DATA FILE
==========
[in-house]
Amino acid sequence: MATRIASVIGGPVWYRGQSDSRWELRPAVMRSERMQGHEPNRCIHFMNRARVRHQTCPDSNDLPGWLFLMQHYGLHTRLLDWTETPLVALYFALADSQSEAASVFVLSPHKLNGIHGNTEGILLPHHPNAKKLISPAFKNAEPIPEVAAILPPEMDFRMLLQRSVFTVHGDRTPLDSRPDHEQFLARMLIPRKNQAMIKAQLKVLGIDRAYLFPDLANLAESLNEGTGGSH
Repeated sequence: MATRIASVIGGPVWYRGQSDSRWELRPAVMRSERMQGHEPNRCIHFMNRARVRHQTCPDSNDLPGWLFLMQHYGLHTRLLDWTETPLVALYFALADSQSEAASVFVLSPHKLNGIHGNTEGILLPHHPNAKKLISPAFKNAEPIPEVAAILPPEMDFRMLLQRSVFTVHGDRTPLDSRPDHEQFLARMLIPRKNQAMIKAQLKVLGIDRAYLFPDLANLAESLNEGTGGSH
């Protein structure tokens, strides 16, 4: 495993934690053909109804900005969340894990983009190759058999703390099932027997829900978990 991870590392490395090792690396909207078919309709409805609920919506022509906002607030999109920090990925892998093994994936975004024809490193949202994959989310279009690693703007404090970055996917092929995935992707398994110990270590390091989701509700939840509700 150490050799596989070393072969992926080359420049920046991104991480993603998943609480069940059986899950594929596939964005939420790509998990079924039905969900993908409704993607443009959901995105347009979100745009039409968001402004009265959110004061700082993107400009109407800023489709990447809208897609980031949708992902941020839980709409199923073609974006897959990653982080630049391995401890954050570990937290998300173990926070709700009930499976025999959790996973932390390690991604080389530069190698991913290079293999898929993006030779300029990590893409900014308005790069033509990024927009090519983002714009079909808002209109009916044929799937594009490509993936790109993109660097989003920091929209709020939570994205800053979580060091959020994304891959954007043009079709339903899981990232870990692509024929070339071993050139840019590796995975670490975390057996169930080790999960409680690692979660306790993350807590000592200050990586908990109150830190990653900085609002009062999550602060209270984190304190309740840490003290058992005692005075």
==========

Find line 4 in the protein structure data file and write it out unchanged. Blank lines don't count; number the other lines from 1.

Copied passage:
């Protein structure tokens, strides 16, 4: 495993934690053909109804900005969340894990983009190759058999703390099932027997829900978990 991870590392490395090792690396909207078919309709409805609920919506022509906002607030999109920090990925892998093994994936975004024809490193949202994959989310279009690693703007404090970055996917092929995935992707398994110990270590390091989701509700939840509700 150490050799596989070393072969992926080359420049920046991104991480993603998943609480069940059986899950594929596939964005939420790509998990079924039905969900993908409704993607443009959901995105347009979100745009039409968001402004009265959110004061700082993107400009109407800023489709990447809208897609980031949708992902941020839980709409199923073609974006897959990653982080630049391995401890954050570990937290998300173990926070709700009930499976025999959790996973932390390690991604080389530069190698991913290079293999898929993006030779300029990590893409900014308005790069033509990024927009090519983002714009079909808002209109009916044929799937594009490509993936790109993109660097989003920091929209709020939570994205800053979580060091959020994304891959954007043009079709339903899981990232870990692509024929070339071993050139840019590796995975670490975390057996169930080790999960409680690692979660306790993350807590000592200050990586908990109150830190990653900085609002009062999550602060209270984190304190309740840490003290058992005692005075």